In this study, three variations of a withdrawal design were used to assess the effects that group instruction, peer-dyads, and peer-mediated accountability had on the number of trials performed, and how successful those trials were, during one-minute trials of volleyball skills. Peer-mediated accountability consisted of teacher-established goals, peer recording of performance, public posting of student performance, and special content-related activities that served as public recognition of achievement. Participants were 67 elementary school students in grades 4 through 6. Results indicated that students performed more trials and were generally more successful in the peer-mediated accountability condition than during either the peer-dyads or group instruction. Findings are discussed in terms of the contingent relation between tasks and consequences created by the peer-mediated accountability variable.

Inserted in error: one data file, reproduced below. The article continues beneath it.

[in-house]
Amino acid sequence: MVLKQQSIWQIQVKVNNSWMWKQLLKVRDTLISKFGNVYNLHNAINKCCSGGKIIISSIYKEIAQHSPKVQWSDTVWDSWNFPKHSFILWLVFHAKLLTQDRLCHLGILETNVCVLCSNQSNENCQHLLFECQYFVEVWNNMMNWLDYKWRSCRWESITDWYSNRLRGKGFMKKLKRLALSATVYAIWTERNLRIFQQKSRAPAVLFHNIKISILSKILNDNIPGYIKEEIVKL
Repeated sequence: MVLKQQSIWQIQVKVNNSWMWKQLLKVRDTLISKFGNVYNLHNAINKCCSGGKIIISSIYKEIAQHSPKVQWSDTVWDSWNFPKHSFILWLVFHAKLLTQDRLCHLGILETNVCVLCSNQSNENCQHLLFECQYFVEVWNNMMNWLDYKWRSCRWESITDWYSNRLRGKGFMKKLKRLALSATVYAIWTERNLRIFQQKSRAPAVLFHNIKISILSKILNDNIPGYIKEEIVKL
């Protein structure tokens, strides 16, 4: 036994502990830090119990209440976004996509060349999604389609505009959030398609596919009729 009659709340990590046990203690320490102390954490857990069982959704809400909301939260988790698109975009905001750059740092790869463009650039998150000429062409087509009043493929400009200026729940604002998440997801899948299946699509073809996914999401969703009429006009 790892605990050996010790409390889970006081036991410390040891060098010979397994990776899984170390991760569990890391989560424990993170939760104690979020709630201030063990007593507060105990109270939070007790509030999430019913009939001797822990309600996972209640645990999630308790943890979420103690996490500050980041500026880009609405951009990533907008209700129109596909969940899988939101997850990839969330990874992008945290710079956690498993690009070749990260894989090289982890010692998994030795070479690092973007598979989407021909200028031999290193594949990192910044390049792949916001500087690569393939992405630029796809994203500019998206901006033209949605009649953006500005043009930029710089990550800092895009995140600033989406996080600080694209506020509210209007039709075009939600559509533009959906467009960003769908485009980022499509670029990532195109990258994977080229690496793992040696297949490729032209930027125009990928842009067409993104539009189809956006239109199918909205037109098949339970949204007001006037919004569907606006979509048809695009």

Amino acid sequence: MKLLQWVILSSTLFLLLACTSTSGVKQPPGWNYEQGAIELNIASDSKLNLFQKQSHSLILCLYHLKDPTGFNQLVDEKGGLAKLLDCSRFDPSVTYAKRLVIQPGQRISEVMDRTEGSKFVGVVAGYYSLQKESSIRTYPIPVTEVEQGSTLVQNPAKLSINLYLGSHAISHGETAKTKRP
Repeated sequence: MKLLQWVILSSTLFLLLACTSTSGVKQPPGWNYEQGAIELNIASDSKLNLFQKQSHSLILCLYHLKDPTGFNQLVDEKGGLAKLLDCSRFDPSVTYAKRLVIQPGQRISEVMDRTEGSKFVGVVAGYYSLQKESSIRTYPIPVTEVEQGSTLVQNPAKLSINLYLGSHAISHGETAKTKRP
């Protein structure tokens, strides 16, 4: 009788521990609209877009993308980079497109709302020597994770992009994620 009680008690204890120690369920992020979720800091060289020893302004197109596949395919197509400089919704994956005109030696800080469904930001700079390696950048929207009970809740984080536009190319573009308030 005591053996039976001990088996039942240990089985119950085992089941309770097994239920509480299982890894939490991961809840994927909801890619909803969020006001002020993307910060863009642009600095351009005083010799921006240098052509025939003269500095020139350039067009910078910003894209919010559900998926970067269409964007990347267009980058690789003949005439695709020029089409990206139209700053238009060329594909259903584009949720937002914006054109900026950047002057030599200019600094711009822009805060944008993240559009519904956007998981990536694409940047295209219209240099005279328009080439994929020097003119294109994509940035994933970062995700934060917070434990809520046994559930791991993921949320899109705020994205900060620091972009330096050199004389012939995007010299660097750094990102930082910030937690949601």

Darrell W. Crouch is with the Carlock Elementary School, Carlock, IL 61725. Phillip Ward is with the Department of Health and Human Performance at the University of Nebraska-Lincoln, 247 Mabel Lee Hall, Lincoln, NE 68588-0229. Craig A. Patrick is with the Pepper Ridge Elementary School, Bloomington, IL 61701.